More recently he took on Dylan again with an extraordinary hyper-close reading that is equally expansive — a book length delving into Dylan’s perhaps generation-defining, or challenging, work “Like a Rolling Stone.” The song’s title endows the book, which is subtitled Bob Dylan at the Crossroads.1  The song is seared into my generation’s collective consciousness. Countless among us must face the crossroads with no  direction home, and endure the howling wind ravaging our souls, blasting grit in our teeth, hoisting our boot heels in the clamor of chaos.


All the while Marcus rides the rolling beast like a master equestrian. His subtitle is cannily framed as Bob Dylan arriving at the mythical crossroads that Robert Johnson met the devil at and sold his soul for his transcendent musical talent, something one can almost imagine Dylan doing as well. The crossroads is real, as he persuasively tells it, nothing less than Highway 61 (as immortalized in his 1965 “Rolling Stone” album Highway 61 Revisited) and Highway 49, in Clarksdale, in the Mississippi Delta.

Photo of Three Blues Crossroads, Hwys 61 and 49. Photo by Carolyn Earle.

I must abject myself, as I often write in the same critical idiom and on similar subjects as Marcus. But his words will do the walking here, and glisten in the glory of the light they project, bejeweled with their innate fire.

It’s worth taking a few deep breaths to try taking in his description of “Like a Rolling Stone” as whole as we can, to feel the weight of his depths and embrace it with our straining mind muscles a bit. It’s also worth pausing to savor and ponder.

So now I stand back, and dictate:

“With “Like a Rolling Stone” too, it’s six minutes – six minutes to break the limits of what could go on the radio, of what kind of story the radio could tell…is the beginning and the end of what the record is about and what it is for. When the record is over, when it disappears into the clamor of its own fade to silence…you feel as if you have traversed the whole of a country that is neither strange nor foreign, because it is self-evidently your own – even if, in the first three minutes, the journey only went as far as your own city limits. The pace is about to pick up.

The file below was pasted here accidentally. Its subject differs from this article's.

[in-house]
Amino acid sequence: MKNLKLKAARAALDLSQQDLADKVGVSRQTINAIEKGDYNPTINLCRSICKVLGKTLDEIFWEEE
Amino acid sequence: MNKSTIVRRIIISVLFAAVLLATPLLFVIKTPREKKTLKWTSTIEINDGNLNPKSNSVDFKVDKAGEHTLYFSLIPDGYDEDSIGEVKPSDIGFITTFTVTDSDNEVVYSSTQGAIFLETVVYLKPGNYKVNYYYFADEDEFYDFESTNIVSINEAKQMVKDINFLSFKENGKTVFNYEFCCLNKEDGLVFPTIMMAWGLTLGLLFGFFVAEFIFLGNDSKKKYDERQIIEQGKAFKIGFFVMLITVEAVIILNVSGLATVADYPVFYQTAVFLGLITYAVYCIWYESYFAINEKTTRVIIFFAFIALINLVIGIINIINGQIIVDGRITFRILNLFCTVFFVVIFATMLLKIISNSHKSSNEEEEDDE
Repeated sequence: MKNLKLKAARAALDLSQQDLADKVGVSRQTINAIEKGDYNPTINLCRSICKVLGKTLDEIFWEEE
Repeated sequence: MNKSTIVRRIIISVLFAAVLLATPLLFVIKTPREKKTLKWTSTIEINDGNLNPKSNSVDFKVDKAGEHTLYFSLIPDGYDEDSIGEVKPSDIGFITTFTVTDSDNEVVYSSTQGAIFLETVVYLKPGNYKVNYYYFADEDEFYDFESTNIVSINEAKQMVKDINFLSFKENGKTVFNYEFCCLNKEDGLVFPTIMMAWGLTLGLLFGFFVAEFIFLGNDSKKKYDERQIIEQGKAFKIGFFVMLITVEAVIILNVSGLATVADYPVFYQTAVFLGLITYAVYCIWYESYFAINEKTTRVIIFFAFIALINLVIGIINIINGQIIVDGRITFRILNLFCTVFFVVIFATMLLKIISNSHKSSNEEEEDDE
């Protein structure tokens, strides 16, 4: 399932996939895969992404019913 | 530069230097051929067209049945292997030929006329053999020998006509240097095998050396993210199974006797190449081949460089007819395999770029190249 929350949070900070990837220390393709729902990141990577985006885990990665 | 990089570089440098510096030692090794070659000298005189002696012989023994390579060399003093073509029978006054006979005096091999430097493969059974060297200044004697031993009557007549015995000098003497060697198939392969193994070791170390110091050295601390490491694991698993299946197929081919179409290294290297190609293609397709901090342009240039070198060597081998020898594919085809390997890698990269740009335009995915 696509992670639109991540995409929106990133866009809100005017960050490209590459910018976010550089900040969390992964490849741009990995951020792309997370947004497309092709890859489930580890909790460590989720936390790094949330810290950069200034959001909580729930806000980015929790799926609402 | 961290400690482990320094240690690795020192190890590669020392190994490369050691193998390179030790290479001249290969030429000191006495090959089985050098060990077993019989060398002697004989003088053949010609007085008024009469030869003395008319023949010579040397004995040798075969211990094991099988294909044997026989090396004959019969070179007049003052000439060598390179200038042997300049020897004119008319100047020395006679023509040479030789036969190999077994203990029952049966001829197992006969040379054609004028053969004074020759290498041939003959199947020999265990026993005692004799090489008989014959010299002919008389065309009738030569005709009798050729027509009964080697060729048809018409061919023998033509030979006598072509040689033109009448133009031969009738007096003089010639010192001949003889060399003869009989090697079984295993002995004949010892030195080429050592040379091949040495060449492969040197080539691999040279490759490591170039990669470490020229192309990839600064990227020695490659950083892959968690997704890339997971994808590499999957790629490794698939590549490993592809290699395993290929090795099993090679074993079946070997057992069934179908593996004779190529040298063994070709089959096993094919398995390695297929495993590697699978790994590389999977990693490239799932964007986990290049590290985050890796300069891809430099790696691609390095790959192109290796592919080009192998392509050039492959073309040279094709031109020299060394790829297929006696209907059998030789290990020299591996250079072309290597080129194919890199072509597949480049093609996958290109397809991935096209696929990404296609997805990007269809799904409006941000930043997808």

When “like a Rolling Stone” smashes into its third verse everything is changed. The mystery tramp who appeared out of nowhere at the end of the second verse has left his cousins all over this one. Everyone has a strange name, everyone is a riddle, there is nobody you recognize, but everybody seems to know who you are. ” You –” Dylan shouts, riding over the hump of the second chorus and into the third verse; the increase in vehemence caused by something so tiny as the adding of a syllable of frustration to the already accusing “you” is proof of how much pressure has built up. The sound Bloomfield makes is like Daisy’s voice – “the sound of money” – and like Gatsby Bloomfield is reaching for it, but as soon as it is in the air he steps back from it, counting off the beat as if he is just James Gatz, counting his pennies.

Bob Dylan and guitarist Michael Bloomfield at the sessions for “Like a Rolling Stone.” Courtesy WBUR

He is banging the gong of the rhythm as if he is hypnotized by it, each glorious note bending back toward the one before it. As the band seemed to play more slowly as if recognizing the story in the song for the first time – a congress of delegates drawn from all over the land, all speaking at once and all giving a version of the same speech – the singer moves faster, as if he knows what’s coming and has to stop it. He reaches the last line of the verse, holds the last word as long as he can hold his breath, and then as the song tips into the third chorus everything shatters.